Battlefield 1 marks the fifteenth installment to EA's multiplayer military shooter franchise. The BF1 beta made a strong first impression with great graphics that weren't overly demanding. After testing 41 graphics cards and 20 processors in our Gears of War 4 benchmark feature, we wanted to do the same for Battlefield 1 and for the most part we succeeded.
If you own a GeForce GTX 1070, you might want to pay attention to this news-item as you could be effected. There have been some problems reported with certain GeForce GTX 1070 cards. After further investigation it became apparent...
Gears of War 4 is DX12-only, meaning the game has been built from the ground up to leverage this low-level API on both the PC and Xbox versions. In an effort to figure out performance, we've thrown not 20 or even 30 graphics cards at this title, but 40 -- 41 to be exact.
Only recently with the arrival of the GTX 1080 has a single GPU been powerful enough to game at 4K and even then at times some tweaking is necessary for optimal gameplay. As impressive as the GTX 1080 is, Nvidia's latest Titan X boasts 40% more CUDA cores, making it all the more of an ally to 4K gamers.
Looking to upgrade or buy a new GPU? Don't mind all that testing, marginal fps gains depending on the game you play, power consumption figures, or overclocking potential. You want a simple question answered. Given a certain budget, which graphics card should you buy? Fret no more.
Initially just a rumor, the 3GB version of the GTX 1060 is now something you can buy starting at $200 -- but should you? It comes down to the games you play, the resolution you run them at and how picky you are about quality settings.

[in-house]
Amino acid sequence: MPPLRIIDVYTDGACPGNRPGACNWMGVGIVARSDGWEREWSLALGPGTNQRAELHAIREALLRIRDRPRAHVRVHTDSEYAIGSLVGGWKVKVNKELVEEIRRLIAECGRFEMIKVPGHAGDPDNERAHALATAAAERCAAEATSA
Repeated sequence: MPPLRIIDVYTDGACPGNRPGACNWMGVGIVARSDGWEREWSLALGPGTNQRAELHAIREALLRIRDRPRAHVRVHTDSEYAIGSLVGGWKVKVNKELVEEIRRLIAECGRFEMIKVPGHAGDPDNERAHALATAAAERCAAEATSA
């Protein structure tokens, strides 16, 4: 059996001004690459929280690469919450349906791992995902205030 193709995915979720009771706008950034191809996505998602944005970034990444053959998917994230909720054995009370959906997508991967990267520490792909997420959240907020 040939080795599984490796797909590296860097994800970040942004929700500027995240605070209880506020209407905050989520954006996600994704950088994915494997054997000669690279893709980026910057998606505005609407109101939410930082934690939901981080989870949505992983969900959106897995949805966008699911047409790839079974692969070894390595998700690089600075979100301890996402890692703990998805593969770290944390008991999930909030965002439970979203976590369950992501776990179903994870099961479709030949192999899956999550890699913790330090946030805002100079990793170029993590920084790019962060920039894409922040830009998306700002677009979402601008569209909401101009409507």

Deus Ex: Mankind Divided has some pretty big shoes to fill. As one of 2016's most hyped games, and sequel to the excellent Human Revolution, it's a hard act to follow. We have tested this latest PC installment with over 30 graphics cards and a dozen CPUs at different quality presets to guide you where your current or prospective hardware upgrade should perform.
According to Nvidia's claims, on a GeForce GTX 1080-powered laptop you can expect 1080-like desktop performance, or thereabouts. To put those claims to the test we received a prototype of Asus' ROG GX800, a gaming laptop beast carrying two GTX 1080 GPUs which will let us test mobile Pascal on both single and dual GPU scenarios.
Last week we were in Bangkok to attend Nvidia's special media event. The product to be unveiled was unknown so I was intrigued to say the least. Having just announced the Pascal Titan X we suspected a GTX 1080 Ti card might follow. So was it a brand new high-end gaming GPU? A boring but uber-capable server GPU? Mobile, mobile was overdue.
To complement yesterday's launch-day GeForce GTX 1060 Linux review, here are some more benchmark results with the various Nvidia x60 graphics cards I have available for testing going back to the GeForce GTX 460 Fermi...